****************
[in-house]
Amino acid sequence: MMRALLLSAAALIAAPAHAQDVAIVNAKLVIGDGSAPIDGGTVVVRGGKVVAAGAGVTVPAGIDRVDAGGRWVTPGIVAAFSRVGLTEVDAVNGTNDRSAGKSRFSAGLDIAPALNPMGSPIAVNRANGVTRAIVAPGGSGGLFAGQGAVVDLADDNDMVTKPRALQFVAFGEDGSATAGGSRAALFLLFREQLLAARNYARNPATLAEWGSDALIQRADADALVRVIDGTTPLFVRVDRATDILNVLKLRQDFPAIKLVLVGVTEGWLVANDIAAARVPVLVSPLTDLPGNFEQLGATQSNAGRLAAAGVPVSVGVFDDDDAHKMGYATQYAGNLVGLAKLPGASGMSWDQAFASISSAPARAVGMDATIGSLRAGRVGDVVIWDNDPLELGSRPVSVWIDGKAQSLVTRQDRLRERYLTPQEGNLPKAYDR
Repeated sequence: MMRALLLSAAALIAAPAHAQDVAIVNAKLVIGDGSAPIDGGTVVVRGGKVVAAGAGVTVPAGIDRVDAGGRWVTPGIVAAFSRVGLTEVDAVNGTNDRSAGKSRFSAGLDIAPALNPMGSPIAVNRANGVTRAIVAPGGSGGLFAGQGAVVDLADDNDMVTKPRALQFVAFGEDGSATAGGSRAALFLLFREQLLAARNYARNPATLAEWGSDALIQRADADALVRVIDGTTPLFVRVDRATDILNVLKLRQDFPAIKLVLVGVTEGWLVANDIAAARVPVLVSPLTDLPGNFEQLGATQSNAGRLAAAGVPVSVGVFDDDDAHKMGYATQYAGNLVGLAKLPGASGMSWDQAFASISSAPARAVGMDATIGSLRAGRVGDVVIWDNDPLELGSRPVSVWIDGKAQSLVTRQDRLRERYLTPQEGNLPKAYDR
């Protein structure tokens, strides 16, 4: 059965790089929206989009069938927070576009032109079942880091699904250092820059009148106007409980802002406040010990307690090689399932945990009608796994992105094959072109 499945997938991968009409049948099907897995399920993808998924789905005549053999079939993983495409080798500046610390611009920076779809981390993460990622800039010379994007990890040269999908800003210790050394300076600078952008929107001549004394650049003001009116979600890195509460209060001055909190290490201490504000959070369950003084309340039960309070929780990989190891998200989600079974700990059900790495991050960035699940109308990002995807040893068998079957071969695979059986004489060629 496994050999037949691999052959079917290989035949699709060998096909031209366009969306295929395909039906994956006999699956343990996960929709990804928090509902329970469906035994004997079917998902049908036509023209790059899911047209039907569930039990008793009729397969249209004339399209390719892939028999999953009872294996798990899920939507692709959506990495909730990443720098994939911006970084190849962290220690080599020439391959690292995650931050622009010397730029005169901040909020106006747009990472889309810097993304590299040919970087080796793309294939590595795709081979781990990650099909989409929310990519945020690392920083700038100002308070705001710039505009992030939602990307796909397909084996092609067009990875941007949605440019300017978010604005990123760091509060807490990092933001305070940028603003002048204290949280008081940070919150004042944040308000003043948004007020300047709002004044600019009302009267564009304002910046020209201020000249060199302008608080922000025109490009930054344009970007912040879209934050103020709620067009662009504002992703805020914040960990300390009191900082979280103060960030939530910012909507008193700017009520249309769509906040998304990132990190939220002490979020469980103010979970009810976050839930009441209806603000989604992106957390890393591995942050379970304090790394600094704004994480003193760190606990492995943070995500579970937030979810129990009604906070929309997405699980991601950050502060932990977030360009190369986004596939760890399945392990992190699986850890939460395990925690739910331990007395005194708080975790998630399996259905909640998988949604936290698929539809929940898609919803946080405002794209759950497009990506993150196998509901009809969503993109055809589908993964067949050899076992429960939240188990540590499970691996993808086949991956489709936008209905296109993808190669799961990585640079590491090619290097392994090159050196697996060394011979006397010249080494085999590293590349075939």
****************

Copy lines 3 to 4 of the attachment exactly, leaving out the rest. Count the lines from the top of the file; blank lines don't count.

Repeated sequence: MMRALLLSAAALIAAPAHAQDVAIVNAKLVIGDGSAPIDGGTVVVRGGKVVAAGAGVTVPAGIDRVDAGGRWVTPGIVAAFSRVGLTEVDAVNGTNDRSAGKSRFSAGLDIAPALNPMGSPIAVNRANGVTRAIVAPGGSGGLFAGQGAVVDLADDNDMVTKPRALQFVAFGEDGSATAGGSRAALFLLFREQLLAARNYARNPATLAEWGSDALIQRADADALVRVIDGTTPLFVRVDRATDILNVLKLRQDFPAIKLVLVGVTEGWLVANDIAAARVPVLVSPLTDLPGNFEQLGATQSNAGRLAAAGVPVSVGVFDDDDAHKMGYATQYAGNLVGLAKLPGASGMSWDQAFASISSAPARAVGMDATIGSLRAGRVGDVVIWDNDPLELGSRPVSVWIDGKAQSLVTRQDRLRERYLTPQEGNLPKAYDR
């Protein structure tokens, strides 16, 4: 059965790089929206989009069938927070576009032109079942880091699904250092820059009148106007409980802002406040010990307690090689399932945990009608796994992105094959072109 499945997938991968009409049948099907897995399920993808998924789905005549053999079939993983495409080798500046610390611009920076779809981390993460990622800039010379994007990890040269999908800003210790050394300076600078952008929107001549004394650049003001009116979600890195509460209060001055909190290490201490504000959070369950003084309340039960309070929780990989190891998200989600079974700990059900790495991050960035699940109308990002995807040893068998079957071969695979059986004489060629 496994050999037949691999052959079917290989035949699709060998096909031209366009969306295929395909039906994956006999699956343990996960929709990804928090509902329970469906035994004997079917998902049908036509023209790059899911047209039907569930039990008793009729397969249209004339399209390719892939028999999953009872294996798990899920939507692709959506990495909730990443720098994939911006970084190849962290220690080599020439391959690292995650931050622009010397730029005169901040909020106006747009990472889309810097993304590299040919970087080796793309294939590595795709081979781990990650099909989409929310990519945020690392920083700038100002308070705001710039505009992030939602990307796909397909084996092609067009990875941007949605440019300017978010604005990123760091509060807490990092933001305070940028603003002048204290949280008081940070919150004042944040308000003043948004007020300047709002004044600019009302009267564009304002910046020209201020000249060199302008608080922000025109490009930054344009970007912040879209934050103020709620067009662009504002992703805020914040960990300390009191900082979280103060960030939530910012909507008193700017009520249309769509906040998304990132990190939220002490979020469980103010979970009810976050839930009441209806603000989604992106957390890393591995942050379970304090790394600094704004994480003193760190606990492995943070995500579970937030979810129990009604906070929309997405699980991601950050502060932990977030360009190369986004596939760890399945392990992190699986850890939460395990925690739910331990007395005194708080975790998630399996259905909640998988949604936290698929539809929940898609919803946080405002794209759950497009990506993150196998509901009809969503993109055809589908993964067949050899076992429960939240188990540590499970691996993808086949991956489709936008209905296109993808190669799961990585640079590491090619290097392994090159050196697996060394011979006397010249080494085999590293590349075939």